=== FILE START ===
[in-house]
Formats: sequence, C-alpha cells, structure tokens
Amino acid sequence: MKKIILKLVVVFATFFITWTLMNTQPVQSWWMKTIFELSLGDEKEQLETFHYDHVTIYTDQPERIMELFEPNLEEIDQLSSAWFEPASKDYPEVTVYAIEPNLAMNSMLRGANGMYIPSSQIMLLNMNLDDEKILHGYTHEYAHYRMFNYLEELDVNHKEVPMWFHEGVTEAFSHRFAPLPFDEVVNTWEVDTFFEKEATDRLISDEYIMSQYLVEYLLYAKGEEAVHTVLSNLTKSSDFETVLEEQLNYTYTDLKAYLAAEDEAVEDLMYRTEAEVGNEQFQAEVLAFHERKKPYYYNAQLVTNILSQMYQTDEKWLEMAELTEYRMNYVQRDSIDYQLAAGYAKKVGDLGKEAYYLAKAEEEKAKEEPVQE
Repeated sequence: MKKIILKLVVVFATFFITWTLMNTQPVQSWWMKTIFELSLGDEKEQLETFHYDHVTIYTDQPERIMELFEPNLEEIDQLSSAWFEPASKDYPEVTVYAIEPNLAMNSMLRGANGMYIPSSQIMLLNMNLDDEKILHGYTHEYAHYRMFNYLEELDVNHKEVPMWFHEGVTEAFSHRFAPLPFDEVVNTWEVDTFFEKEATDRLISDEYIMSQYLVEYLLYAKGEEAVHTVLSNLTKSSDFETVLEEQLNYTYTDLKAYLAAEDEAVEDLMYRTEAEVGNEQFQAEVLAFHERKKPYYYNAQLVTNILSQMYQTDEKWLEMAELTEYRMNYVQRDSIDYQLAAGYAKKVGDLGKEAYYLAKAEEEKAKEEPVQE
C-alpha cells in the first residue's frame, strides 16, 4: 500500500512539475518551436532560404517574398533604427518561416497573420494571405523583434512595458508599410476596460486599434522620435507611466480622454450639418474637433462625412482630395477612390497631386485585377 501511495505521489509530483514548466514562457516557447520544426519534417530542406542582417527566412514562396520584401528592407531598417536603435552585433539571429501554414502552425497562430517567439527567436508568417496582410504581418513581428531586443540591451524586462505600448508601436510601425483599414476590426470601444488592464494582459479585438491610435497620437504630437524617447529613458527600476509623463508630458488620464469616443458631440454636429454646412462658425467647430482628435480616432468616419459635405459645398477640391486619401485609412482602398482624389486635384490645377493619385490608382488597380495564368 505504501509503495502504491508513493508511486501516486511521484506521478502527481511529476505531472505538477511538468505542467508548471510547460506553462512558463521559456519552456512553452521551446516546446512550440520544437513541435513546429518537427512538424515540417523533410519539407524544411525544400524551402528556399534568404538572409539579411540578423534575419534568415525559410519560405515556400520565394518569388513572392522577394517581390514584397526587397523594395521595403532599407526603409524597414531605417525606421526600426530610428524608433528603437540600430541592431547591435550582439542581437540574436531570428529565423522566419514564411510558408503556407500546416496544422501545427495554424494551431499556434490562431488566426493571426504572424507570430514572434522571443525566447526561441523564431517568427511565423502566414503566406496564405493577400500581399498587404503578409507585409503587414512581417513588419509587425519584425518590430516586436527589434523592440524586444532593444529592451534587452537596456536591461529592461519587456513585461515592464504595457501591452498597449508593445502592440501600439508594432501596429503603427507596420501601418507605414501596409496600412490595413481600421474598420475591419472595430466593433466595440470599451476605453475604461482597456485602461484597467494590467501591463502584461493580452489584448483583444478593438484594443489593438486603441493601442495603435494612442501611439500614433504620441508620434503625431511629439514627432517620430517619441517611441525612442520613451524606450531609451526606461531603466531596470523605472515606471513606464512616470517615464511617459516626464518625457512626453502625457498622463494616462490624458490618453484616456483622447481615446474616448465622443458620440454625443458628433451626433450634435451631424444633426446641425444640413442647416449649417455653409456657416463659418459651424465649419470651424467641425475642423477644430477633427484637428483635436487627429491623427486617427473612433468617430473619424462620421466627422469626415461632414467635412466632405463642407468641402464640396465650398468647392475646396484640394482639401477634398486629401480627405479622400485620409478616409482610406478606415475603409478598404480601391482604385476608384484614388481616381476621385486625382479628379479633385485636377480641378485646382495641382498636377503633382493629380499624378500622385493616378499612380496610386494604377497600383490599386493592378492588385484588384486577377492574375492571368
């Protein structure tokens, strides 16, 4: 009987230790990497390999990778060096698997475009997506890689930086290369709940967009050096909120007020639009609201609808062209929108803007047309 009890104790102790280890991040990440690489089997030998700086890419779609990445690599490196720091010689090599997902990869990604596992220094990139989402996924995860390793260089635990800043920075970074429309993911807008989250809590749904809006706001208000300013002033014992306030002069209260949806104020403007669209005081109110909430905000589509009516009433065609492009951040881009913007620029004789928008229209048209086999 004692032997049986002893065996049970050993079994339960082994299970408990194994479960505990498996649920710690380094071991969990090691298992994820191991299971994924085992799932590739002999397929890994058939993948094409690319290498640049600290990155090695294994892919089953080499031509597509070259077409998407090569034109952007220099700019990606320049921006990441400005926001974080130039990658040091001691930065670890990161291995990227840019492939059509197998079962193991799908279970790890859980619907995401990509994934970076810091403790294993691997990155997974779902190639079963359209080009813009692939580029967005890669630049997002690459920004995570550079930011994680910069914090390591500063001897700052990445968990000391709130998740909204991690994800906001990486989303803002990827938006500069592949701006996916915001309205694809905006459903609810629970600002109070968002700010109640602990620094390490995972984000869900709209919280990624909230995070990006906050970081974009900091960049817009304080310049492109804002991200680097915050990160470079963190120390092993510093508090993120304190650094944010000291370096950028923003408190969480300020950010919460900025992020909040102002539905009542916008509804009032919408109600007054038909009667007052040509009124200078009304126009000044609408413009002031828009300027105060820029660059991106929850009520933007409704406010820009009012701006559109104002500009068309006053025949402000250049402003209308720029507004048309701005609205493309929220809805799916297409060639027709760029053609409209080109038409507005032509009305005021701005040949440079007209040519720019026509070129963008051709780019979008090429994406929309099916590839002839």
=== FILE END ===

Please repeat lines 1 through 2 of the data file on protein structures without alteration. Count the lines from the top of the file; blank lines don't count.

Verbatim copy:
[in-house]
Formats: sequence, C-alpha cells, structure tokens